February 27, 2005
"Matthew" <admin@stlsoft.dot.dot.dot.dot.org> wrote in message news:cvrknn$250a$1@digitaldaemon.com...
> Yet again, my friend, you're prescribing behaviour with enormous ramifications on the entire (current and potential) D community as a result of your own personal experience and development style. I have to say, as I've said many times before, that I think this is a bad general strategy, and this is a specific acute example of it.

D can't help but be a reflection of my personal experience and development style, just as C, C++, Ruby, Python, Perl, etc., are each a reflection of their principal designers.

> I had actually forgotten the 'deliberate' nature of this, and was feeling a little Kris-guilt at having made too much of a big deal about what was obviously a (temporary) compiler error.

You argue for the compiler to complain about dead code in some circumstances, but require the programmer to insert dead code in other circumstances (the switch default, and the fallthrough return). Trying to simultaneously codify both into the language rules would be tricky.

> Now I realise the full
> horror of it, I realise I was far too easy on it. This is bad stuff. :-(

The following code is perfectly legal C++, too:

    int foo()
    {
        return 1;
        return 2;
    }

There are many horrors in C++, but that one isn't. While it's "obviously" wrong, there are many more subtle cases where things aren't so clear (many popular compilers generate spurious and erroneous warnings about supposedly dead code), and as I posted before, sometimes it is convenient to allow such when trying to rapidly develop/test/debug code.


February 27, 2005
On Sun, 27 Feb 2005 08:43:41 +0000 (UTC), Manfred Nowak <svv1999@hotmail.com> wrote:
> "Matthew" <admin@stlsoft.dot.dot.dot.dot.org> wrote:
>
> [...]
>> This is bad stuff. :-(
>
> No. I assist Walter with another argument: You wrote `break'---so
> you meant `break'.
>
> It is not the job of the compiler to declare some code as erroneous
> when you expressively wanted it.

True.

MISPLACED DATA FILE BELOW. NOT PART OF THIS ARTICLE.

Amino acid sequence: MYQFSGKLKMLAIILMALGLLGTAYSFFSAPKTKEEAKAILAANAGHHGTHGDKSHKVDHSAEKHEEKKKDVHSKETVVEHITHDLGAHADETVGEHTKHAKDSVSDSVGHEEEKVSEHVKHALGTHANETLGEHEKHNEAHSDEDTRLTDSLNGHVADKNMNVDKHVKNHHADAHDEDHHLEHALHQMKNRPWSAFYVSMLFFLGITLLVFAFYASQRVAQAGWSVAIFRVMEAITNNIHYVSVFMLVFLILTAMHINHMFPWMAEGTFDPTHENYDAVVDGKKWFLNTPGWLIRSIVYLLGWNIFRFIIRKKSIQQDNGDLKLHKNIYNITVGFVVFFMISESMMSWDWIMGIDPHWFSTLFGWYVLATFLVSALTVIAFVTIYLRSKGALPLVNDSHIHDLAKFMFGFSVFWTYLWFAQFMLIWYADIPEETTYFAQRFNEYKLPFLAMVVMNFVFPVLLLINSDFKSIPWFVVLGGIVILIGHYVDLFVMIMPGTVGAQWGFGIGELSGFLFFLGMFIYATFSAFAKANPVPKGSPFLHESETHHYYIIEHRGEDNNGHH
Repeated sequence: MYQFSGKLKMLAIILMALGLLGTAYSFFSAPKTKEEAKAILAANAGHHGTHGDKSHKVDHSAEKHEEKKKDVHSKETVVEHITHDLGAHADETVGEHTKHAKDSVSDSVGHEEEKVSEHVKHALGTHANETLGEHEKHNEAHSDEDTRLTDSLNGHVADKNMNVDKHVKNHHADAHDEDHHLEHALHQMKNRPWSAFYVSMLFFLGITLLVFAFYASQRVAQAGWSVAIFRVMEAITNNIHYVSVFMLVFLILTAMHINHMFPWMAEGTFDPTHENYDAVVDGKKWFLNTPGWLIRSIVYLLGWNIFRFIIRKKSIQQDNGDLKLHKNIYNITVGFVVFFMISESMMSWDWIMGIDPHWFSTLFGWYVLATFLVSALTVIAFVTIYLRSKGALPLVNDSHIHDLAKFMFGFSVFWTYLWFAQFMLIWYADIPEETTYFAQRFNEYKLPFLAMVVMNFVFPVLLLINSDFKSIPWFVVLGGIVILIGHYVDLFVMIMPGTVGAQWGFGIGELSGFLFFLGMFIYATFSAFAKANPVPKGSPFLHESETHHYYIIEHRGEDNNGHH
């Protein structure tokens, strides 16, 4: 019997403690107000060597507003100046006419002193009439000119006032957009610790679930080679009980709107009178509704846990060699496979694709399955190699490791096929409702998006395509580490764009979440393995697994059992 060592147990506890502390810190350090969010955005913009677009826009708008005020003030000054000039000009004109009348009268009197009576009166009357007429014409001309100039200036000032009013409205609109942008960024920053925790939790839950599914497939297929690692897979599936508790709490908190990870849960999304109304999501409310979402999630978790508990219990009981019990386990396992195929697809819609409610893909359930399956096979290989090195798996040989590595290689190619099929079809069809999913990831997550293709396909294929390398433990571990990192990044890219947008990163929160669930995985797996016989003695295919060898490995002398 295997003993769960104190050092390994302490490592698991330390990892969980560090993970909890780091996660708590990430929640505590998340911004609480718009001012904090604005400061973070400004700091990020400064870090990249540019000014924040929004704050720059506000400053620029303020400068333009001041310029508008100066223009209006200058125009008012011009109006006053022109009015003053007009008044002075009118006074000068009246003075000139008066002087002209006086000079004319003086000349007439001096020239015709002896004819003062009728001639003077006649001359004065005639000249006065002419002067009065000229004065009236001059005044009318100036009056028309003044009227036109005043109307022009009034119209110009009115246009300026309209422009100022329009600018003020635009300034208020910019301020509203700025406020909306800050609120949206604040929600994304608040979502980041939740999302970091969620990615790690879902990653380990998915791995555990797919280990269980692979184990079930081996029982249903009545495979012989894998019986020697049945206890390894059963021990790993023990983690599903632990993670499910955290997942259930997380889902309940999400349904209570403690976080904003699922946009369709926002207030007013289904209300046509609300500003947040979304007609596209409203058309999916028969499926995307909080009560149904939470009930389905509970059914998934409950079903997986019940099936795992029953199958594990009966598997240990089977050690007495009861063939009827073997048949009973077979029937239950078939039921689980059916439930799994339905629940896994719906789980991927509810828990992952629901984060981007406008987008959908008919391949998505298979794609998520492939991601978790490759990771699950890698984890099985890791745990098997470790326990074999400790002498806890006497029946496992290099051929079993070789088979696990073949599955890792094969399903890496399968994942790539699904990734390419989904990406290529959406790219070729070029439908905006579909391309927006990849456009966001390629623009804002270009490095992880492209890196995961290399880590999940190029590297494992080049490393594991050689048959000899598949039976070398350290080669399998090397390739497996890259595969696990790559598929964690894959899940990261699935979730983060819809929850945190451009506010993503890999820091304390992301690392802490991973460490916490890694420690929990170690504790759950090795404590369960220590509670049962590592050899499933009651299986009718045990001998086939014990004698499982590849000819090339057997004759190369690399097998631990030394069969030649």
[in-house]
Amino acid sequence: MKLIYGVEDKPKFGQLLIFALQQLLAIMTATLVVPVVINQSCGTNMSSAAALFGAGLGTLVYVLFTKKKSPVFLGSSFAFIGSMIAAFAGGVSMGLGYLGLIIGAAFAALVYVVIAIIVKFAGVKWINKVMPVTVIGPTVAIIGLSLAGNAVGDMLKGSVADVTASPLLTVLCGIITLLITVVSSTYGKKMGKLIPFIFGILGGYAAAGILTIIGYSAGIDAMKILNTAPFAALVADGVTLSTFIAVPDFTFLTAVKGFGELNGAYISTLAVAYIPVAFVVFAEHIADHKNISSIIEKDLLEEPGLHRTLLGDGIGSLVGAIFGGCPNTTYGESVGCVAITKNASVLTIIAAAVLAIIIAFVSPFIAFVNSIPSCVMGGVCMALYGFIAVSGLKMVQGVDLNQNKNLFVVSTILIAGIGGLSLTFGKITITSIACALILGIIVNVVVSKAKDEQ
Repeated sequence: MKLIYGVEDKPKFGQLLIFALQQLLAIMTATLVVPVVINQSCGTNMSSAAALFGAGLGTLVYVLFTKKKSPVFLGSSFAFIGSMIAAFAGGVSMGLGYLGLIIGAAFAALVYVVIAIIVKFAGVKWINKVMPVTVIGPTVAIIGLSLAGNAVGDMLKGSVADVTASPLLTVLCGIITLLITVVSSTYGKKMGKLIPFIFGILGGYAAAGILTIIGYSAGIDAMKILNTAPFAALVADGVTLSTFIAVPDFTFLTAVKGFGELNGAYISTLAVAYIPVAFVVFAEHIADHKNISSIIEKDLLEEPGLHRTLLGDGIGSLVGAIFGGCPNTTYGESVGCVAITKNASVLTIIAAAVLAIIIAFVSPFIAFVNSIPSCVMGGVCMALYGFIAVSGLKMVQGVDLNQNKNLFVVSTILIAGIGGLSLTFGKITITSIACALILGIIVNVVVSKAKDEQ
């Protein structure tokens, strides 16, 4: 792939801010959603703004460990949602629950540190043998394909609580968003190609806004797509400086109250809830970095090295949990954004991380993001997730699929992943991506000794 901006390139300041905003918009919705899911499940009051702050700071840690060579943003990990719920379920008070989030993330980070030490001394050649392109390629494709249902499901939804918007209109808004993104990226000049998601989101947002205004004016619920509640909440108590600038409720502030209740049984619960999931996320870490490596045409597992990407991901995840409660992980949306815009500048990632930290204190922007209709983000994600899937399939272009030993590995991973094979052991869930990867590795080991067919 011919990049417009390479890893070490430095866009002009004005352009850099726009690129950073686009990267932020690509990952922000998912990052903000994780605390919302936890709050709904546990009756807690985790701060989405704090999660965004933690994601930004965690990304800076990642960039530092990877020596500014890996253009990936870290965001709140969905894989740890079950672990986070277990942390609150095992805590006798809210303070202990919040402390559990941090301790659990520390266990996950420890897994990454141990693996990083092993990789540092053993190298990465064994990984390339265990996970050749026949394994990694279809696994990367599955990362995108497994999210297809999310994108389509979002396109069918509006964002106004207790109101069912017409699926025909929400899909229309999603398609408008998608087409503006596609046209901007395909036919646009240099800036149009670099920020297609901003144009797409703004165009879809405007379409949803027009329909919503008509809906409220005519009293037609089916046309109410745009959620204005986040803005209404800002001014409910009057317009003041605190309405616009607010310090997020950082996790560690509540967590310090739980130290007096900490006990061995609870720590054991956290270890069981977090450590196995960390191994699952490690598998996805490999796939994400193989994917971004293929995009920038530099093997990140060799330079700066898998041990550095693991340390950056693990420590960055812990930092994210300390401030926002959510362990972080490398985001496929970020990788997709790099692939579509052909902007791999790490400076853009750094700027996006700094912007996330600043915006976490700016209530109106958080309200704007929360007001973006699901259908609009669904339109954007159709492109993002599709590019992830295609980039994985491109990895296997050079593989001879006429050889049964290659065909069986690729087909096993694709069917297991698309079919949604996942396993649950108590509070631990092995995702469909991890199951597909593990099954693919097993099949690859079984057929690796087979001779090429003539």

IMO Matthews point was that the compiler should detect 'accidental' unreachable code. i.e.

switch() {
case x:
if (a);    <-accidental semi-colon
  break;
..unreachable..
..etc..

Note: The above is actually illegal D, as ; is not a valid empty statement {} must be used instead, so, the good news is that D does detect the accidental break, in this case.

Are there other examples of accidental unreachable code where the root cause is actually something else, like the ; {} thing above?

> Otherwise what would D end in?
>
> Adding the `default' case to a `switch' statement is an error
> because the other cases cover all possible values and therefore the
> code of the `default' case is unreachable?
>
> `if(e())return; <code>' is an error because the function `e' can be
> proved to compute `true' and therefore <code> is unreachable?
>
> `version(null)' without an `else' is an error because this version
> may not be set at the command line and therefore the code may be
> unreachable?
>
> Unused variable? Unused member of a class? Unused class when
> importing a module? Linking to a library only possible if you use
> all and every construct in the library?

I agree with you "In the general case it is undecidable, whether code is reachable."

However, it's possible (as in my example above) to detect the error that causes the unreachable code, meaning the programmer can still intentionally do it, but is less likely to accidentally do it.

Regan
February 28, 2005
"Walter" <newshound@digitalmars.com> wrote in message news:cvrhvs$2222$1@digitaldaemon.com...
>
> "Matthew" <admin.hat@stlsoft.dot.org> wrote in message news:cvr6lh$1ndv$1@digitaldaemon.com...
>> Exactly. But did the compiler balk on it, with a helpful message? No, and
> no!
>>
>> "John C" <johnch_atms@hotmail.com> wrote in message
> news:cvq1q3$h6o$1@digitaldaemon.com...
>> >I don't think the code is reachable. There's a break after the first
> combo box is created.
>
> I tend to generate lots of unreachable code when trying to isolate a problem. It's a nuisance having the compiler complain about it.

Why so? Isn't it actually a good thing for the compiler to nag you to fix up something which you admit is temporary?



February 28, 2005
"Manfred Nowak" <svv1999@hotmail.com> wrote in message news:cvs17s$2hoh$1@digitaldaemon.com...
> "Matthew" <admin@stlsoft.dot.dot.dot.dot.org> wrote:
>
> [...]
>> This is bad stuff. :-(
>
> No. I assist Walter with another argument: You wrote `break'---so you meant `break'.

Yeah, but there was no case!

> It is not the job of the compiler to declare some code as erroneous when you expressively wanted it.

No-one's saying it is.



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